Again, this is so similar to Ukrainian! Дивимося на поросята.
Dyvymosja na porosjata, except they're "piglets" as opposed to full-grown pigs. Very interesting! I love Slavic languages!
All Slavic people could communicate with each other even in X century. These languages are relatively young, that's why they are so similar :)
Originally there was 1 group of Europeans speaking a Proto-Slavic language, before the Great Migration, but this was long after the established existence of the Romans and their dominions. The Romans were much older and the empire was so big that the language had many dialects spoken far and wide. Vulgar Latin, from which the modern Romance languages come, was spoken far and wide long before Slavic tribes split apart and spread all over Central, Southern, and Eastern Europe, and West Asia. Proto-Slavic broke into West, South, and East Slavic. Christianity was accepted only in the 9th Century, almost a millennium after the Romans encountered it. Christianity is what brought writing to the Slavic people. The Old Church Slavonic was used and understood by the Bulgarians, the Русь (Rus'), and Serbs. The West Slavs accepted the Roman Catholic religion, and the Latin alphabet of writing began to be used by them. West Slavic is what Czech, Slovak, and Polish, come from. East Slavic is what Ukrainian, Belarusian, and Russian come from. South Slavic is what Serbo-Croatian, Slovenian, Bulgarian, and Macedonian, come from. This all happened recently enough in history that the Slavic languages still share some mutual intelligibility. The same could be said about Romance languages, but they've had more time to diverge. I learned 3 years of Spanish in school, and I can still understand a lot of mostly written Italian and Portuguese and a little French
Yes it is the same thing as in Spanish.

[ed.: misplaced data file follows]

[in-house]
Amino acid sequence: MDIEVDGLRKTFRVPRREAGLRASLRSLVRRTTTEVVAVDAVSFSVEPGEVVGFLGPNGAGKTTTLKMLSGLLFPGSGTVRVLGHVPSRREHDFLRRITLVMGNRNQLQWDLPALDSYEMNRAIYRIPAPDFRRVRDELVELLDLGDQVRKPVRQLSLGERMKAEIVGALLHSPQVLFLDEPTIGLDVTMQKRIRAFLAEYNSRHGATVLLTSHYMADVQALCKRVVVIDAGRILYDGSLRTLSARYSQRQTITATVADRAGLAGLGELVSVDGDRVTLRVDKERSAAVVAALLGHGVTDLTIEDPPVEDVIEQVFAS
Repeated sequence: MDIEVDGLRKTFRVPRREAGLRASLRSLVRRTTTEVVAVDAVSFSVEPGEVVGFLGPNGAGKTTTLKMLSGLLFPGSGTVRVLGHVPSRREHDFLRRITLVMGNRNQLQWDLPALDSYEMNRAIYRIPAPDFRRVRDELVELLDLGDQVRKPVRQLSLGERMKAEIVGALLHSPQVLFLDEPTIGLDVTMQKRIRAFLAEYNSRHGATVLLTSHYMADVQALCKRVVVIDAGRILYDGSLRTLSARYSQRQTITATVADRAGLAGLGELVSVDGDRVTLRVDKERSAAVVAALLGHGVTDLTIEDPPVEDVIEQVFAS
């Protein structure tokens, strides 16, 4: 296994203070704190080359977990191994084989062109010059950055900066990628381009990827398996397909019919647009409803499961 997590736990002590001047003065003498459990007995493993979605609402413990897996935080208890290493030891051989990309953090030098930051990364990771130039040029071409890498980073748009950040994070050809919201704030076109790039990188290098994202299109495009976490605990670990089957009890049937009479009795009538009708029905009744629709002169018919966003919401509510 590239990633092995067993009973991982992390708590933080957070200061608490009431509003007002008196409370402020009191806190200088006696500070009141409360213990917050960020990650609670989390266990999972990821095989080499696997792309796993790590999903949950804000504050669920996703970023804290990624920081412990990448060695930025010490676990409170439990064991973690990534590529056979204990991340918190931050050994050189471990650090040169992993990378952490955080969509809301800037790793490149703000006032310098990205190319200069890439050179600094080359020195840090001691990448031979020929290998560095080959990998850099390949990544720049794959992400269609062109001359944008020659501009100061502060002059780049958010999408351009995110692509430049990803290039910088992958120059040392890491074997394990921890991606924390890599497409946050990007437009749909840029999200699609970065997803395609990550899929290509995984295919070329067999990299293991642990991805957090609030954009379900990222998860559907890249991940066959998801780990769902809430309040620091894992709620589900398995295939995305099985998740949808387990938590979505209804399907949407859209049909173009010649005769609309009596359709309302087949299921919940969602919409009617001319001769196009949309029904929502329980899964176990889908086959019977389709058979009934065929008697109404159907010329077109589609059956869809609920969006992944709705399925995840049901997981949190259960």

bañarse = koupat se
embriagarse = opít se
lavarse = mýt se
Except some verbs that are not reflexive in Spanish are reflexive in Czech...
mirar = dívat se
so it's reflexive because the "se" stands for "the pigs?" are there other conjugtions than "-se," like in spanish with -me, -te?
No, reflexive means the verb reflects back on the subject, So díváme se translates as if "we [ourselves] are watching..." Dívat se is used to together as the verb. Unlike Spanish, there's no "me, te, le, nos" etc.
Meanwhile you can think about "se" as about English reflexive pronouns, e.g. "oneself", "-self", "-selves" (myself, yourself, himself/herself/itself, yourselves, ourselves, themselves).
And about "si" as about "for oneself / for myself" (zpívám si)
In most cases ;-)
"Dívat" always comes with "se"... Maybe memorizing verbs like this one is the easiest way to learn it, coz I can't see any simple rules here :-D.
"na" earlier signified "for" so i tried "we are looking for pigs," but that is wrong? why?
The Czech word na usually means "on" and the noun following it uses the dative case. For example, Sedím na pohovce, "I'm sitting on the couch."
But not in this exercise. The Czech usage is almost as if "looking upon [the pigs]."
thanks so much :) i remember some of the streets in cz have "na" at the beginning. maybe it will make more sense to me soon
You're welcome. I hope I'm correct LOL. I'm using my Russian and Ukrainian knowledge but am learning Czech
wait... previously 'divame se' was 'watching' and now 'is looking'. Ok, reflex prepositions are tricky in translation but....
"We are looking at the pigs," and "we are watching the pigs," can mean the same thing